Sometimes I would ride Rocky down to the creek flats and we would trot or just walk along one side usually where the grass was lush and green. And if old Rocky was in the mood we would explode into a full gallop racing like the wind. He was an uncomfortable horse in a trot but in full gallop he was as smooth as silk, smoother even, and lightning fast as my heart pumped and pounded well up over 200 BPM and we flew across the soft green grass in the most intense exhilaration and fear all bound together across those few life and death moments. Arrhoooo waahh.
We would pull up after a few hundred meters to catch some breath and then attack again... only if he was keen. And I'm not sure who enjoyed the thrill more. Rocky Ned loved to run. Perhaps reliving his glory days?
You could tell when Rocky had had enough and we would casually head for home and old Uncle Fred saying, 'You been bloody racing that horse again! I told you not to do that! Bloody kid." Hahahahaha. He had a saying for me and I just can’t remember what it was. Bugger.... He didn’t mind really but had to say something. I think,,,, at age 13, I may have been hard work for an old man living by himself??? The Wood family were fare dinkem, dink di horse and cattle folk. It was my step grandmother slash “Aunty Ollie” who did the stunt riding for
Rocky Ned was a great horse and together we mustered many cattle down to the market yards, over the years. Sometimes my Uncle Boy would help out. But mainly me and Rocky just went riding. And we had a few thousand acres to explore.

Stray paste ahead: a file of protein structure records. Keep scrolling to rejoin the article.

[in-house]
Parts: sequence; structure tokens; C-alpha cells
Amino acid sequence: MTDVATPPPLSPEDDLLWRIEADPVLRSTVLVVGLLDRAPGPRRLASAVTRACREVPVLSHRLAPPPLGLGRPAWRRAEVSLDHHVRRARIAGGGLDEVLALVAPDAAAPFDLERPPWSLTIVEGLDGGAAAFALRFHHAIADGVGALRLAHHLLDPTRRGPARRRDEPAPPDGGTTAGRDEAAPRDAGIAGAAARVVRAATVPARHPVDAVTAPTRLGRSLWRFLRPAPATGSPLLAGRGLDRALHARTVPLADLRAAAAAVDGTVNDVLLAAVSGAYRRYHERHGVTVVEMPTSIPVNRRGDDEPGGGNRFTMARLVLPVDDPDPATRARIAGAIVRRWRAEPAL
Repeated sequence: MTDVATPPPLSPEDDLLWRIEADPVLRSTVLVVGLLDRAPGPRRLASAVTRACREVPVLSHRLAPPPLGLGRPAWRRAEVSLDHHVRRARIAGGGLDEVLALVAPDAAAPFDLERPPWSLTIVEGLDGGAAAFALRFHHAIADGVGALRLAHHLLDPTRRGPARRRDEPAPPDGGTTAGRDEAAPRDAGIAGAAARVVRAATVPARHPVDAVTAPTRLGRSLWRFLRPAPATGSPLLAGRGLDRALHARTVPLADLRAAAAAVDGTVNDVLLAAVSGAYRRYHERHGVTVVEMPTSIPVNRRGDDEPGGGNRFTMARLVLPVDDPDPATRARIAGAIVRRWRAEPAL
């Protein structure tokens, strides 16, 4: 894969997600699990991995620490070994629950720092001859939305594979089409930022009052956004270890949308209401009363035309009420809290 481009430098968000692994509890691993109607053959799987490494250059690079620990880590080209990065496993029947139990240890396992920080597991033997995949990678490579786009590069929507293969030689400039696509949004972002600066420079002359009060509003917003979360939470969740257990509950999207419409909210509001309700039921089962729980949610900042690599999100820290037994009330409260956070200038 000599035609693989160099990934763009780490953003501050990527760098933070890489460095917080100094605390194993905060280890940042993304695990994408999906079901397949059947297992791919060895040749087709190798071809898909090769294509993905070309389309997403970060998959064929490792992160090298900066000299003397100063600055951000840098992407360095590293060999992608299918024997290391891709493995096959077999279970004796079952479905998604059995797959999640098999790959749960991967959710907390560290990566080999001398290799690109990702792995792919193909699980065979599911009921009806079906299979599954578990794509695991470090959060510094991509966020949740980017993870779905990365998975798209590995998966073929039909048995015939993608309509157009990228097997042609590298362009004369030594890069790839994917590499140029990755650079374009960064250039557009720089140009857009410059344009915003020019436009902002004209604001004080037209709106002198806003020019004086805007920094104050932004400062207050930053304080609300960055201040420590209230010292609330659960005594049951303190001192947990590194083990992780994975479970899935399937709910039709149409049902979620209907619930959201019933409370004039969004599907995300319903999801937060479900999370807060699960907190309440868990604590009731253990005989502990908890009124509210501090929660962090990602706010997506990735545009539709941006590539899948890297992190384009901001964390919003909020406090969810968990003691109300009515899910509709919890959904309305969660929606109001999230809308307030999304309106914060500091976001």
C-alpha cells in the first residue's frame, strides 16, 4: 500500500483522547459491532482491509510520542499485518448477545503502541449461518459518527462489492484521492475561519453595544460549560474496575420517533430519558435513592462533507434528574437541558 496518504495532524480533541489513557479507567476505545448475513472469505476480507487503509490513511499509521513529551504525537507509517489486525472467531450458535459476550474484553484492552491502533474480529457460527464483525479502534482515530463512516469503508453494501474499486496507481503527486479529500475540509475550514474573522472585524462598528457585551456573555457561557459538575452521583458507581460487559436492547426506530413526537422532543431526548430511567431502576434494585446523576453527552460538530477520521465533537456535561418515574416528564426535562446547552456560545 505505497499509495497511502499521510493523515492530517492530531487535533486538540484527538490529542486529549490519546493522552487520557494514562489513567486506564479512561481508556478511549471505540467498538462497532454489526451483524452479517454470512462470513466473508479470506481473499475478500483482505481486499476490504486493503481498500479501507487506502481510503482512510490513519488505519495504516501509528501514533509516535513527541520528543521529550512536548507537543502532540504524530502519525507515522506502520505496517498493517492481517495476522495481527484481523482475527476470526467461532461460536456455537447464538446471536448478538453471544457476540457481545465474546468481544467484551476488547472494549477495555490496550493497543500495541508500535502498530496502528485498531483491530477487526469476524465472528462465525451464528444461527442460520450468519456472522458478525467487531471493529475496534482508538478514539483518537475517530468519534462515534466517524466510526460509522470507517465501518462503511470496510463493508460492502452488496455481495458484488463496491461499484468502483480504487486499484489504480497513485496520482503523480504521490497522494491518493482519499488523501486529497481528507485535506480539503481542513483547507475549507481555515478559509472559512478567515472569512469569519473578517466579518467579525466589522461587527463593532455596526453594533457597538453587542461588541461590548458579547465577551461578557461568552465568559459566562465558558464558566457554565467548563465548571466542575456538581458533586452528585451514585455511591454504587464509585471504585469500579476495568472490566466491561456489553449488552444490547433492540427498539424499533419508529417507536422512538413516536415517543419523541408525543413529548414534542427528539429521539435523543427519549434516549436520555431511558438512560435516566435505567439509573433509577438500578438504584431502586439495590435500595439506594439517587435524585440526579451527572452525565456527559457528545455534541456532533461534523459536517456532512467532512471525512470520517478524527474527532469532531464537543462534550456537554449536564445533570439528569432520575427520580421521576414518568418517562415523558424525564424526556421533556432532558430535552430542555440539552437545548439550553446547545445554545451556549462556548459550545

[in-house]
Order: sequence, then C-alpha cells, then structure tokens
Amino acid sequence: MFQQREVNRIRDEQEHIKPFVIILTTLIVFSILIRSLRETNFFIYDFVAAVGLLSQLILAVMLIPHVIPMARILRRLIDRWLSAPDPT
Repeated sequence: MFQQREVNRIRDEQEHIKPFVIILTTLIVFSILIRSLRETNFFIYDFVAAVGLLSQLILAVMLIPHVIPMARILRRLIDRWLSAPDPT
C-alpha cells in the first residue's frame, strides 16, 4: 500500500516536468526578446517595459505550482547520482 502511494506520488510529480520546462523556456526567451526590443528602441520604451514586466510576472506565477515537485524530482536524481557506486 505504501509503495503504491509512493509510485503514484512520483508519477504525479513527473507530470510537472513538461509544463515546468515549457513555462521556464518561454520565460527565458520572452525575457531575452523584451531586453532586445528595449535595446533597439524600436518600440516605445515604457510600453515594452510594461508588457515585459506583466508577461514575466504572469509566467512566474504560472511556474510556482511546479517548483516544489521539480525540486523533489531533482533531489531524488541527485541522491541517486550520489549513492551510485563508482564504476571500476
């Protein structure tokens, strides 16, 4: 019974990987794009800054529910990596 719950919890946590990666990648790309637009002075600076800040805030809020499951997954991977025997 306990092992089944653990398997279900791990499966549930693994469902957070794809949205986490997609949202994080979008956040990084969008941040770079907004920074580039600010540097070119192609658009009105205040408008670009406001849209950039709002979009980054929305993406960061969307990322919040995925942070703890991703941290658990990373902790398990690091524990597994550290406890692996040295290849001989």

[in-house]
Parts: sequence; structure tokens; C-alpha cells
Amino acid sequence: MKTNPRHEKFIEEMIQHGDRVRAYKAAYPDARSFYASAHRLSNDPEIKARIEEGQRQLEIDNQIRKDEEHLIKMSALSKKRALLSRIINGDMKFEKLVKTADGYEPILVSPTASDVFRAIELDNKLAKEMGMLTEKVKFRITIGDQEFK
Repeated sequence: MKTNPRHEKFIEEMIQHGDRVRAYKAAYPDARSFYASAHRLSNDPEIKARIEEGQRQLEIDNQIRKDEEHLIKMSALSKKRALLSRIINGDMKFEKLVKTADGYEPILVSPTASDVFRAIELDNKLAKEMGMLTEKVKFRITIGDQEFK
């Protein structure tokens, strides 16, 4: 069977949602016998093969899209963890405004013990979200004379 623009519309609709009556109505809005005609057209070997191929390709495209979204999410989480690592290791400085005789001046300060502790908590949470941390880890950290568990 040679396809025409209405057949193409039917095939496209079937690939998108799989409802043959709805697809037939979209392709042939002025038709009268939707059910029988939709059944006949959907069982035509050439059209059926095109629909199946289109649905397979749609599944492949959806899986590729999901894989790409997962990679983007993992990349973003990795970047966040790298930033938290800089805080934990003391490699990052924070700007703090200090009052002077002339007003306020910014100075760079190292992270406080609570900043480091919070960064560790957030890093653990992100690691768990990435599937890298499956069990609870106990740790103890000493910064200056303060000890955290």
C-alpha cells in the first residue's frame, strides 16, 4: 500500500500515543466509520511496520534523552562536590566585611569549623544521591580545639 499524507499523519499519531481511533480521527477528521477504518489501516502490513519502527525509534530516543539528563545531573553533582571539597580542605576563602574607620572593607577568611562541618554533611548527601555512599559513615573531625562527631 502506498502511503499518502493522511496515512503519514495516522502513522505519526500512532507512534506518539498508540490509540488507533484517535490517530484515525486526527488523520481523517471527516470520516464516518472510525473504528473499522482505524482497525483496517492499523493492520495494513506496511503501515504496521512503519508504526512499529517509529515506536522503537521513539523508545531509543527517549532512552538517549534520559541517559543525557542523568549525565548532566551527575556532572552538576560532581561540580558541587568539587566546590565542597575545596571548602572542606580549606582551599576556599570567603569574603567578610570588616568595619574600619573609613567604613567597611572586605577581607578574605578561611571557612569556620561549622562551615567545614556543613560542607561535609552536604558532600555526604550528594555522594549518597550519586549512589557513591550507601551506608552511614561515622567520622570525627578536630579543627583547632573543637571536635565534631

You might know this place, called Mount Arthur, better as the biggest open cut coal mine in Australia. Not sure that it still is? Back in the day it was an underground mine shaft where I use to play at about age 6. It was about one kilometer from the homestead and down the hill through the casuarina forest. On our adventures me and Rocky Ned found several spots where coal came to the surface. It was no secret and a mate told me years later, that there was enough coal there (Hunter Valley) for about 300 years...
I think the underground mine originally supplied Muswellbrook with coal for power. Might have been the first in Australia? Then one day it was a huge hole in the ground and then it grew and literally exploded out to be the huge moonscape it is today. And yet smack in the middle is the untouched Mount Authur.
Today, commercial jets use Mt Arthur as a turning point on their inbound track into Sydney. On one such journey I woke up in my window seat as the jet banked only to look down on the place I had loved so much. How spooky was that? The mountain remains but the rest is literally a moonscape on all four points of the compass. And now, the house is buried under 300 meters of overburden. Burdon indeed. Those were defining days but I still find myself searching in fondness for the mountain top if ever I wonder up the New England Highway. Hell, I can remember when the New England Highway went through the middle of Lake Liddell. And the farmhouses are still there under the water and the lake was not called Liddell “ La-Dell” it was pronounced Liddle as in middle and it was a town of sorts, not a lake.
When I was about 18 I got word Rocky Ned had died. Some of the miners had shot him for sport. It seemed only weeks later the old uncle died as well. I went to the funeral with mum and she was so inwardly shocked to find she got nothing left to her in his will. But I knew. (I know she should have got one of the houses in Muswellbrook town and was fully going to leave my father, the arsehole, in a heart beat). Funny my sister and father did not give a damn about any of that side of the family. Life is such a fucking irony. In those days a woman had no real place to go, and so we stayed.
So life changed with the flip of a coin....As it were.
Somehow and very suddenly the property was now owned by the Electricity Commission of NSW.